Paying It Forward vs Letting in the Wolves

That sounds horrible, doesn’t? Letting in the wolves. But it’s accurate.

A few years back when I first started getting serious about self-publishing the entire industry was much much more open about what was working. If someone went from making nothing a month to thousands, they immediately jumped on a public forum or raced to their blog to shout it to the world.

“Look! Here! These books, these ones right here. They’re flying off the shelves. I might be able to quit my day job!”

I was always a little surprised by how open people were about what was working for them and how well they were selling their different titles. And often when this was discussed it came down to a combination of “I wouldn’t be where I am if others hadn’t shared their stories first so I want to pay it forward”, “We’re all in this together helping make indie publishing legit”, and “There is no competition among writers. One writer’s success creates more readers that the rest of us can sell to.”

And I always wondered about parts of that. I’ve posted here before that there is something to be said for all of us working together to create respectability and a market for books. But that top 100 list only has 100 slots. And Bookbub only runs so many books a day. And AMS is a bid system. The more people who participate the more likely you’re going to get priced out of using them.

Now, when you see everyone as a friend who shares the same way you do, a little setback in one area is more than made up for by that same person helping you out elsewhere. I tell you about the Kobo promo tab, you tell me about how to use AMS in the UK. What goes around comes around and we all benefit.


There are wolves in this industry. And even when people don’t mean to be wolves I sometimes picture the way self-publishing works as a swarm of locusts that come along and destroy a field full of grain.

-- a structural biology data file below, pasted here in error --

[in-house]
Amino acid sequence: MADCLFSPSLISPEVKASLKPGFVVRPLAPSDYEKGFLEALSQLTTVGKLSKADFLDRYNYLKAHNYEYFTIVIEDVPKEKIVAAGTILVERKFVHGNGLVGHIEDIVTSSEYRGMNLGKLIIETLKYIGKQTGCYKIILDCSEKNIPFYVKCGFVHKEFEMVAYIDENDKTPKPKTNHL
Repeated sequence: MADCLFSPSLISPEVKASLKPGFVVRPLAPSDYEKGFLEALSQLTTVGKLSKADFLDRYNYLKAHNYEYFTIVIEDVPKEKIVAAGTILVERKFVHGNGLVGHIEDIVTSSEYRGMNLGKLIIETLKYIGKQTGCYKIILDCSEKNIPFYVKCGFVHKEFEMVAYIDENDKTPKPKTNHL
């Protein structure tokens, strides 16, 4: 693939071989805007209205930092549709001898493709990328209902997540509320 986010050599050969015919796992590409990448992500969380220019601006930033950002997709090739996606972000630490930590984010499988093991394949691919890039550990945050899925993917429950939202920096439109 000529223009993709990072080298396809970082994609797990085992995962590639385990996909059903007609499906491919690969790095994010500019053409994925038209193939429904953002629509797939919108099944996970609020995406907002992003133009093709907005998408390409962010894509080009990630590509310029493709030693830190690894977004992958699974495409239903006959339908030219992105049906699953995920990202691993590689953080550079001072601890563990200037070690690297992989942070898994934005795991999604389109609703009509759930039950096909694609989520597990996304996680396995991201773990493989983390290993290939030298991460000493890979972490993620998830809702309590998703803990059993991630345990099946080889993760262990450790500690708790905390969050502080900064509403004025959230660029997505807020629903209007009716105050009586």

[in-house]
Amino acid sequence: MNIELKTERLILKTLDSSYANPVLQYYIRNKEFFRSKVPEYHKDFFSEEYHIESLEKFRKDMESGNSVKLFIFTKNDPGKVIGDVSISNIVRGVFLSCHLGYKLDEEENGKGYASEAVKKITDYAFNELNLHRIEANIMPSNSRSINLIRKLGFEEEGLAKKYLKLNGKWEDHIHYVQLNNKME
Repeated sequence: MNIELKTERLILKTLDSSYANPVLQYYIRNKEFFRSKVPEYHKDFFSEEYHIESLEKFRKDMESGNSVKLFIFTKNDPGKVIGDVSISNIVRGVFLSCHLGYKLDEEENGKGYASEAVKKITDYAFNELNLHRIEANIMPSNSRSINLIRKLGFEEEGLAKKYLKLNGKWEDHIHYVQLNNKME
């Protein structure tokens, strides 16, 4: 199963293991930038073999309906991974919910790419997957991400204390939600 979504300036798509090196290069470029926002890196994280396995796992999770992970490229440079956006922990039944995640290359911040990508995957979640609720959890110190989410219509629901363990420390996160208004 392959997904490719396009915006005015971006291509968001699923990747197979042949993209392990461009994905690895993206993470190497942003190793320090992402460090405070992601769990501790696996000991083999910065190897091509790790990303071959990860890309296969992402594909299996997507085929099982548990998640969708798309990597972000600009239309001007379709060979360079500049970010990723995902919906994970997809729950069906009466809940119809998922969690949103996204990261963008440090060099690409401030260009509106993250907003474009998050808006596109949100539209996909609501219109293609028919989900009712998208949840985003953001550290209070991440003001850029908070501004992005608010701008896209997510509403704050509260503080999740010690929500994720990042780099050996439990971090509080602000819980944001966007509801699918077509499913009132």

You write a book to a hungry market and people notice and suddenly there are so many books in that market that are underpricing yours that you’re done. And the readers are sometimes done, too. Maybe you luck out and you established name recognition with those readers before the others arrived and they stay with you at your higher price. But more often they say, “Ooh, I’ll try Book B over here for 99 cents and see if it’s as good as Book A at $5.99 was.” It isn’t. But enough readers do that and you’re done.

Or you discover a method of advertising that works for you. Hallelujah! And then everyone else discovers it too and you’re sunk. You’re priced out by the folks with a hundred books under their name. Doesn’t take much sellthrough to make back your ad costs when there are a hundred books for someone to go through if they like what you write. Or you’re just out-classed by better covers and blurbs.

All of this has brought me to an interesting point. Because I still want to help people. It’s my default instinct. To say, “Hey, have you tried X?” Or, “No, actually, you can do well at Y.” Or to say, “Holy hell! Look at this book, it’s actually selling.”

But after having people basically copy my best-selling title and then use AMS to advertise the copy, and after having seen how whole genres overwhelmed by people looking for a quick buck no matter what it takes, I hesitate to share as openly as I did before.

My best AMS ad is over $12K in estimated sales at this point. I didn’t post when it hit $10K. Because when I did at $5K is about when that look-alike title came along. Thanks for sharing, f you.

So when someone wrote me today and said, “Hey, can you share your numbers on X because people don’t seem to realize you can do well at X,” rather than run right over and share, I wrote this blog post instead.

Because it’s tiring to be open about the little things that work and then have them taken away or destroyed. I know, it’s a competition. That’s what happens. But I don’t have to like it. And I don’t have to open the door to the wolves and tell them to help themselves.